Restaurants throughout the Czech Republic are due to open on May 25 but with restrictions on table distance and other challenging measures in place, the fine-dining landscape in the Czech capital, in particular, will be irreparably changed.
One restaurant that has been dramatically impacted by the coronavirus outbreak in the Czech Republic is Field, the Michelin-starred Old Town farm-to-fork venue helmed by chef Radek Kašpárek. Kašpárek recently told Seznam News that he would reopen at the end of the month with a more affordable menu — and predicted that many of his colleagues would need to do the same.
“For starters, we will lose about 60 percent of our clientele, because foreigners simply will not come. [Guests] will be Czechs and we will try to bring the concept closer to them…offer a kinder face that is more affordable for the general public,” he said of his current plans.
Among the changes coming to Field according to Kašpárek will be a new lunch menu consisting of three courses for 590 CZK and two courses for 490 CZK. In a 2018 ranking, the restaurant was named as one of the cheapest Michelin-starred meals in the world. He says diners will be subjected to having their temperatures taken and disinfecting of hands prior to the meal.
Kašpárek believes that restaurateurs will need to be more down to earth in both price tags and concepts in order to stay afloat in the new post-coronavirus dining scene.
“The era when some companies were able to price beef sirloin or confit duck for 600 CZK is over,” the chef told the Seznam interviewer.
Similar sentiments have been echoed by Filip Šimoník chef of the Ambiente group’s Kuchyň who announced the restaurant’s closure in April with a blog post criticizing Prague restaurants for behaving arrogantly toward customers.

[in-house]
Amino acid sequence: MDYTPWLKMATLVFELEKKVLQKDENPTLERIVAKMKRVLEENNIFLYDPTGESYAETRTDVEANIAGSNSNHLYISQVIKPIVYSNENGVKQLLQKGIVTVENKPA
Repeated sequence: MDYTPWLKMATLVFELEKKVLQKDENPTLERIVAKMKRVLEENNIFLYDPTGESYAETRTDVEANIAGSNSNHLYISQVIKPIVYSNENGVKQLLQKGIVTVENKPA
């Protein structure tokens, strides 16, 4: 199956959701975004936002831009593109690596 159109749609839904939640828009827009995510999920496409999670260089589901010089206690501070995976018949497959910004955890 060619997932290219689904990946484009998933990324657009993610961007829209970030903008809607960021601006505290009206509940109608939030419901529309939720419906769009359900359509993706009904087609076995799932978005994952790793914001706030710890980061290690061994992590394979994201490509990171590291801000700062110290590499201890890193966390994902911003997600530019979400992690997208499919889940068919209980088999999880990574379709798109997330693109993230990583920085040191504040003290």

“We didn’t offer a classic espresso, but only filtered coffee. In retrospect, we wanted to return the Czechs to the Castle, to become a place of family reunions, and we didn’t have as basic a drink as espresso for the 40+ guests?” Šimoník wrote on his blog, adding: “The environment will only tolerate it for a while. Then people will go after those who meet their needs.”
Kuchyň has since taken advantage of the “COVID-19 moratorium” and was able to renegotiate the terms of its lease with the National Gallery’s Salm Palace in which it is located. It reopened its terrace earlier this week.
Kašpárek is also considering launching a more traditional restaurant concept geared toward Czech customers. He spoke about the challenges of defending a Michelin star when the awards had been delayed.
“The announcement of the Michelin stars was supposed to be in the middle of March, and we still don’t know if we defended ours from last year. This is due to the fact that the restaurants have remained closed and the defense should come only when the new operation of the companies starts,” he said.
Field opted out of a take-out window during the closures opting to deliver 160 lunches daily to paramedics in nearby hospitals instead.
Kašpárek said in the interview that he believes 30 percent of restaurants could close by the end of the year.